The bad and the good… Honduras

April 26, 2007

The news from Honduras can be so depressing some days…

About 1,600 children in Honduras are at high risk of acute malnutrition over the next few months, and many others will also go without in subsistence producer households who have limited staple cereal reserves due to losses of up to 50 percent in the 2006/07 harvest and the 31 percent increase in the consumer price of maize.

Six environmentalists have been killed in the Olancho region since 1998, and more than half of the original 2.5 million hectares of forested land has been cut… Wood exports bring in more than 50 million dollars to Honduras. Most of it goes to the United States, the Caribbean and some European countries, including Germany.

Then you read about someone like this…

Sister Leggol is the founder of the Sociedad Amigos de los Niños ( The aim of the organization is to give abandoned and abused Honduran children a loving home, an education and prospects for future employment, creating a future not only for them but for the country. In the half-century she’s been at it, Sister Leggol estimates she’s been a “mother and father” to roughly 40,000 such children, many of whom are what she calls “moral orphans” – so badly failed by their own parents as to be effectively without a family.

In her spare time Sister Leggol, a short, portly woman with an infectious smile, founded a chain of 86 free health clinics across the country, giving badly needed employment to recent graduates of medical schools, as well as providing basic health services to rural and low-income Hondurans. She’s launched a training center for young Honduran girls who work as housemaids and a holistic boarding school for boys from impoverished rural communities. Sister Leggol is also one of the founders of the Honduran National Telethon, a foundation that supports a network of rehabilitation centers for the handicapped.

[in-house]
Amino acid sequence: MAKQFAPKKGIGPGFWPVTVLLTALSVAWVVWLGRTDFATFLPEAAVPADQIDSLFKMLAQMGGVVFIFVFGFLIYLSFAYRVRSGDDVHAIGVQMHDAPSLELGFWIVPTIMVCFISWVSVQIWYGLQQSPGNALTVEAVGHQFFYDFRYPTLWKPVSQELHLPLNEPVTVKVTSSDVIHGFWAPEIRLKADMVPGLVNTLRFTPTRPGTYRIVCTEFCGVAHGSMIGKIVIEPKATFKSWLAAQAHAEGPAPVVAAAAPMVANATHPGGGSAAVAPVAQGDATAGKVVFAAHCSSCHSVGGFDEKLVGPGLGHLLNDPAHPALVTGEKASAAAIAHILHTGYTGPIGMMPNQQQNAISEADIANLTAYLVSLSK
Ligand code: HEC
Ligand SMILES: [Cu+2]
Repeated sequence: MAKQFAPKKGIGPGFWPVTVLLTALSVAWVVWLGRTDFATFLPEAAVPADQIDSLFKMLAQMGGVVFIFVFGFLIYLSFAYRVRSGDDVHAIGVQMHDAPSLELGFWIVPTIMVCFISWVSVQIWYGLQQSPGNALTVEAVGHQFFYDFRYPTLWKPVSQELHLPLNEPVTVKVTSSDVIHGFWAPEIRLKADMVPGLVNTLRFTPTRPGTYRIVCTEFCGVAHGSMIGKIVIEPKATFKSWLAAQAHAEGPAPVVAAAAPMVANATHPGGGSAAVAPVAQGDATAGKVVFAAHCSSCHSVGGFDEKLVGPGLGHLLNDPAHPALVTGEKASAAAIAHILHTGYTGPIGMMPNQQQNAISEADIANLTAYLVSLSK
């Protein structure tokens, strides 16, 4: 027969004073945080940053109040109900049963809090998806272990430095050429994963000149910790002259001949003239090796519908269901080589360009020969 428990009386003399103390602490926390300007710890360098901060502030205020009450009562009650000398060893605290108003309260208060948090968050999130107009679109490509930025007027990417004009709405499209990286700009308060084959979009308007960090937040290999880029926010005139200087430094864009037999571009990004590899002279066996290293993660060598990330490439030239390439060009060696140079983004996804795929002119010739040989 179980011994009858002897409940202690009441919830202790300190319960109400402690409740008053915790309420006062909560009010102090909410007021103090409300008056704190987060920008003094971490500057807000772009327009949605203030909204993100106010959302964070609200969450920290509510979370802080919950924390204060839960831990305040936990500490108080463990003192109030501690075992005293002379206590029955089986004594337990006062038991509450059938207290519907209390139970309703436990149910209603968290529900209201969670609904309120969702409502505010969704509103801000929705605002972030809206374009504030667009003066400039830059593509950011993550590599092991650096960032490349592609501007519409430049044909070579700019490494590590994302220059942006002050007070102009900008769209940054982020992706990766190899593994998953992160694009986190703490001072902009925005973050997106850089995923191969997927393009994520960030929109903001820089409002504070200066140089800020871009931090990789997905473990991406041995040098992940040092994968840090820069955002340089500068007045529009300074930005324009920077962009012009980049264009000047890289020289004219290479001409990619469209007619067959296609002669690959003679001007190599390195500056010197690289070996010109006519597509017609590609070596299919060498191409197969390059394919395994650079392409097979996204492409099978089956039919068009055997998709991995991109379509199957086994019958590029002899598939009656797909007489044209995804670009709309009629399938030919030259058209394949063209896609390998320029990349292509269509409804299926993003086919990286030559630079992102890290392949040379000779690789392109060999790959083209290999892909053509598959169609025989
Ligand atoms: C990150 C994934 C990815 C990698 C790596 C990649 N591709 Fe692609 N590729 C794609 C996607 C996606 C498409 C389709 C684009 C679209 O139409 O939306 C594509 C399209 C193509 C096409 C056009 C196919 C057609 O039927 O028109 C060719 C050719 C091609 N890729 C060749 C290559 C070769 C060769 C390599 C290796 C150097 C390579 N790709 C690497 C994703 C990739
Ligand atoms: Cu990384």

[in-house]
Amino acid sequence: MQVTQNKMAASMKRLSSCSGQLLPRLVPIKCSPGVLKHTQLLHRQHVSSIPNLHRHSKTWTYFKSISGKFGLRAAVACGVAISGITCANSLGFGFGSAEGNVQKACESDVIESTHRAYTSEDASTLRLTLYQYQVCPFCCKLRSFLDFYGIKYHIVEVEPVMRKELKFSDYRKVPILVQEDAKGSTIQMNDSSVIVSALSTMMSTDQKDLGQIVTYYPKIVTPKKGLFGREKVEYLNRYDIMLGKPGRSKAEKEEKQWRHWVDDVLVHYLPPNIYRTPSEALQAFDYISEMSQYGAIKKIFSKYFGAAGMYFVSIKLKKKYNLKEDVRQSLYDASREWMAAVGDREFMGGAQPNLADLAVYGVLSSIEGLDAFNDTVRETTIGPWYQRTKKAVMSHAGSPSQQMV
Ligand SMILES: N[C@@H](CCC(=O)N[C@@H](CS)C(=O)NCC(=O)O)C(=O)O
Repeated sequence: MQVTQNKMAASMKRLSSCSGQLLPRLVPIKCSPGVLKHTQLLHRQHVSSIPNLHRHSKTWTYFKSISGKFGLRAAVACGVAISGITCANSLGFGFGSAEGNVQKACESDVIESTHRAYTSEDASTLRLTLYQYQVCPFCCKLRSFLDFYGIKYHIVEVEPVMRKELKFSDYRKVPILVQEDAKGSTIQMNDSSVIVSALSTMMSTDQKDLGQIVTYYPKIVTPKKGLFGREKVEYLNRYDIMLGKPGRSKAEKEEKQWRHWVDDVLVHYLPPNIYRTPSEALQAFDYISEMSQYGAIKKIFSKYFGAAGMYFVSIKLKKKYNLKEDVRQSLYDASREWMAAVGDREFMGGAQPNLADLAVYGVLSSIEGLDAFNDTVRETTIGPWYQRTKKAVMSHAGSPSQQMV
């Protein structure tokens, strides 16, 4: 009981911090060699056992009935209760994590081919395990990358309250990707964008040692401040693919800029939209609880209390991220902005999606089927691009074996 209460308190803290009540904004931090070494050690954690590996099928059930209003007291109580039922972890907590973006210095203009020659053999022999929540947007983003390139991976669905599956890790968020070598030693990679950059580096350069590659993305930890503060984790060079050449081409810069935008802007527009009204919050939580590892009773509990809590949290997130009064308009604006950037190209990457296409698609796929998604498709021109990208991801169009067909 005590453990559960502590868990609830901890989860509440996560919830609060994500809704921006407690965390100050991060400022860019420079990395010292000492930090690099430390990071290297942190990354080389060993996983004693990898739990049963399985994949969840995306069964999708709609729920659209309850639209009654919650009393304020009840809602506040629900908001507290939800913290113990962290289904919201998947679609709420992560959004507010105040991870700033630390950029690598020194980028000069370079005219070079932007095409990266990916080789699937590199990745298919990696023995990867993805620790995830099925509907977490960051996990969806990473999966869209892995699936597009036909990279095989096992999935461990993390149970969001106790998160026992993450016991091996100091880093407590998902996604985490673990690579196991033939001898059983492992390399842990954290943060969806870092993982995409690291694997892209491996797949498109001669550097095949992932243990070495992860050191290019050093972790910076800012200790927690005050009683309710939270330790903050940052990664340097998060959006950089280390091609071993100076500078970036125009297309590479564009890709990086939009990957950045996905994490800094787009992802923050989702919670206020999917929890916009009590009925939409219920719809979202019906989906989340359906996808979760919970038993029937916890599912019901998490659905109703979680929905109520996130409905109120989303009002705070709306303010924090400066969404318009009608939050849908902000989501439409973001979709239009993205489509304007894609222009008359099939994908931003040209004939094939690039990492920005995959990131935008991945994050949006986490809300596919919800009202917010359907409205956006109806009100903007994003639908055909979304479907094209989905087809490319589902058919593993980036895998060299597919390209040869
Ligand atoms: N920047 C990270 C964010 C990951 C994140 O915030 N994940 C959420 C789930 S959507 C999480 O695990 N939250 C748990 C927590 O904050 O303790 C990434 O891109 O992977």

Reading about Sister Leggol bought a smile to my face, it reminded me of a wonderful nun we met during while researching medical teams in Honduras. For the last 40 or so years this nun has lived and worked in a small rural town. She has set up vocational training programs (sewing for women, carpentry for men), a feeding centre for undernourished children, several small libraries in surrounding communities, women’s programs, tree planting programs and more. When we met her two years ago she was overseeing the building of a small hospital, and was frantically searching for staff to run it. Her energy and drive were incredible to observe, and the respect she held in that community was phenomenal. She loved her people, and they loved her.

Remembering this nun, and many other individuals and groups who are doing so much helps me to counter-balance all that bad news that my Honduras news Google feed sends me. I need to believe there is hope for Honduras and Hondurans.


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